MA, University of Texas
American Politics, Public Policy, Food and Agricultural Policy, Lobbying, Agenda Setting, Content Analysis, American Political Development
Clare Brock studies American politics and public policy, focusing on agricultural policy and lobbying behavior. She completed her undergraduate work at Southwestern University, earning a B.A. in Political Science and Communications. She also holds a M.A. in American politics from the University of Texas. She is currently a graduate research assistant at the Irma Rangel Public Policy Institute, and is writing a dissertation on lobbying in the agricultural policy sector.
Clare's dissertation considers the inputs to legislation, in the form of lobbying efforts, based on the reasonable belief that those who seek to influence policy construction often succeed in shaping legislative outputs. Specifically, her research addresses the following question, what institutional and political factors determine a firm’s or interest’s strategic decision regarding whom (Congress, the bureaucracy, or both) to lobby? The project argues that lobbying is a strategic activity, meaning that lobbyists must determine whether to expend resources lobbying only Congress, only the bureaucracy, or divide resources by lobbying both. This strategic decision will depend on a variety of institutional and political factors, including the political environment, the relationship between an interest and relevent members of Congress, and the individual characteristics of the interest group. The project relies on multiple research methods, including cross sectional time series analysis and interviews, to test the proposed hypotheses. Ultimately, this dissertation contributes to developing a deeper understanding of the construction of our food policy regime with the intent to increase transparency in the policy making process.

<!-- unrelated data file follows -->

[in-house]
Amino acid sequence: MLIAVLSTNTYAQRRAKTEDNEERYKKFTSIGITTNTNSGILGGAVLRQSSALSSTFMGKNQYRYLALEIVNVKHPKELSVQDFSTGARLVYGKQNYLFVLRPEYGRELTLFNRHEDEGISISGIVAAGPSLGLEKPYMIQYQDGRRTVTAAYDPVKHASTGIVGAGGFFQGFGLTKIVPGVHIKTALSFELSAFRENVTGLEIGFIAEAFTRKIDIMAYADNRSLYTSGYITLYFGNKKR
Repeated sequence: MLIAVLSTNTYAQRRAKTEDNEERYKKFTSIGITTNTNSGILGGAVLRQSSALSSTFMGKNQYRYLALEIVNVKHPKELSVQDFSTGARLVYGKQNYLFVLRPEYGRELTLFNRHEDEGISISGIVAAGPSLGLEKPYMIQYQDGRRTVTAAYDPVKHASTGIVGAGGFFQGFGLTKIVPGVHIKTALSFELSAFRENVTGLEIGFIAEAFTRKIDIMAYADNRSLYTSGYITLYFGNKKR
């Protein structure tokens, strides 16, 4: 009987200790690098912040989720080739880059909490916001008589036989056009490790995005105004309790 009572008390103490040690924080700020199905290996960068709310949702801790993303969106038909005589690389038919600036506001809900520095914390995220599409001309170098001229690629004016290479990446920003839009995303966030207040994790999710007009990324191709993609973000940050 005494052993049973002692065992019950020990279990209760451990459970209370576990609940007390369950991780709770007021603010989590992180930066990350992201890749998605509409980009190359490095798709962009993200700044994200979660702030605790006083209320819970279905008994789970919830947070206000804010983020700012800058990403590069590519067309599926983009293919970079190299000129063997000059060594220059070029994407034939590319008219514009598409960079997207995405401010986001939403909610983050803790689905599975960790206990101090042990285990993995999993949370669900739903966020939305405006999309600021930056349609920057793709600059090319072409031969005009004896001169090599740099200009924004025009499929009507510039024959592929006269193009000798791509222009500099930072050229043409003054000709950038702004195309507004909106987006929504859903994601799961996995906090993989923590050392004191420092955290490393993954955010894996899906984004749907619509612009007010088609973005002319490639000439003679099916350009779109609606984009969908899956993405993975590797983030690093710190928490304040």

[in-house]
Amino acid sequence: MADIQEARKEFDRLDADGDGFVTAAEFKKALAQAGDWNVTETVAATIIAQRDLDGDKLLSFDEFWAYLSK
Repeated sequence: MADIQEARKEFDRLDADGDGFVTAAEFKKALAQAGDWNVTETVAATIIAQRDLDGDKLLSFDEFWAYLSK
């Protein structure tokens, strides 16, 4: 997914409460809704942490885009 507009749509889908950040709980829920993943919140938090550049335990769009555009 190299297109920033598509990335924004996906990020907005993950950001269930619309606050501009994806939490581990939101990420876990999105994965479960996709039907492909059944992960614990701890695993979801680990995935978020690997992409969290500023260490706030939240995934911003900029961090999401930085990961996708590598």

Clare has served as a research assistant at the Irma Rangel Public Policy Institute, and as a teaching assistant for courses on Food Politics in America, Public Policy, and an Introduction to American Politics.
GOV 310L • American Government
38334 • Fall 2016
Meets TTH 8:00AM-9:30AM MEZ B0.306
This course is an introduction to American government and politics. While the main focus is on the national level, additional attention is paid to the state and local governments of Texas. Topics will include U.S. political history, political institutions, elections, public opinion, rights and freedoms, and public policy issues.